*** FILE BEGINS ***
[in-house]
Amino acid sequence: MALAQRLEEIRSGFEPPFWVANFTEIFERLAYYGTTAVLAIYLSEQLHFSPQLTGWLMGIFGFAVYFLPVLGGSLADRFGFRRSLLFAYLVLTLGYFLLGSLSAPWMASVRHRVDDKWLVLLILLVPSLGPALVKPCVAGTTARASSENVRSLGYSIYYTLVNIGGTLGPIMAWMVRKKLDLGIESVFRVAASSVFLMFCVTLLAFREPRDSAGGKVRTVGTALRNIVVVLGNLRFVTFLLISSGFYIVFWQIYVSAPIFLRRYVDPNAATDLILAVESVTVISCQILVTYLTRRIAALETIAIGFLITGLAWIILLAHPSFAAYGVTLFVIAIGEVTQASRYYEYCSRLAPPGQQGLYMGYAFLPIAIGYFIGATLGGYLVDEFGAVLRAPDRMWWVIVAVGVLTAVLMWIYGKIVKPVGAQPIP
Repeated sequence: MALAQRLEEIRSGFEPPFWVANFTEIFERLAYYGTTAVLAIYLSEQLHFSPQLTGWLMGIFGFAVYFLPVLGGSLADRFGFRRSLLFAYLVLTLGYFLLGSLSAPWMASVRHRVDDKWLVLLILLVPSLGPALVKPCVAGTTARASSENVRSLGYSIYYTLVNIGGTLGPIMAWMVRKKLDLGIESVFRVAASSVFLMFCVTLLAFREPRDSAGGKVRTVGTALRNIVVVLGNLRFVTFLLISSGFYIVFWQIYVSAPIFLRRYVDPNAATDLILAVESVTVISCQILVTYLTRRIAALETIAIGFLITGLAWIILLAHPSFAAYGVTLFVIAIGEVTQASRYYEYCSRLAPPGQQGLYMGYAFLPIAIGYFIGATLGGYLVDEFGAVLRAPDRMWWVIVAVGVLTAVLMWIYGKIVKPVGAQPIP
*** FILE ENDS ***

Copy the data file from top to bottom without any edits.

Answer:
[in-house]
Amino acid sequence: MALAQRLEEIRSGFEPPFWVANFTEIFERLAYYGTTAVLAIYLSEQLHFSPQLTGWLMGIFGFAVYFLPVLGGSLADRFGFRRSLLFAYLVLTLGYFLLGSLSAPWMASVRHRVDDKWLVLLILLVPSLGPALVKPCVAGTTARASSENVRSLGYSIYYTLVNIGGTLGPIMAWMVRKKLDLGIESVFRVAASSVFLMFCVTLLAFREPRDSAGGKVRTVGTALRNIVVVLGNLRFVTFLLISSGFYIVFWQIYVSAPIFLRRYVDPNAATDLILAVESVTVISCQILVTYLTRRIAALETIAIGFLITGLAWIILLAHPSFAAYGVTLFVIAIGEVTQASRYYEYCSRLAPPGQQGLYMGYAFLPIAIGYFIGATLGGYLVDEFGAVLRAPDRMWWVIVAVGVLTAVLMWIYGKIVKPVGAQPIP
Repeated sequence: MALAQRLEEIRSGFEPPFWVANFTEIFERLAYYGTTAVLAIYLSEQLHFSPQLTGWLMGIFGFAVYFLPVLGGSLADRFGFRRSLLFAYLVLTLGYFLLGSLSAPWMASVRHRVDDKWLVLLILLVPSLGPALVKPCVAGTTARASSENVRSLGYSIYYTLVNIGGTLGPIMAWMVRKKLDLGIESVFRVAASSVFLMFCVTLLAFREPRDSAGGKVRTVGTALRNIVVVLGNLRFVTFLLISSGFYIVFWQIYVSAPIFLRRYVDPNAATDLILAVESVTVISCQILVTYLTRRIAALETIAIGFLITGLAWIILLAHPSFAAYGVTLFVIAIGEVTQASRYYEYCSRLAPPGQQGLYMGYAFLPIAIGYFIGATLGGYLVDEFGAVLRAPDRMWWVIVAVGVLTAVLMWIYGKIVKPVGAQPIP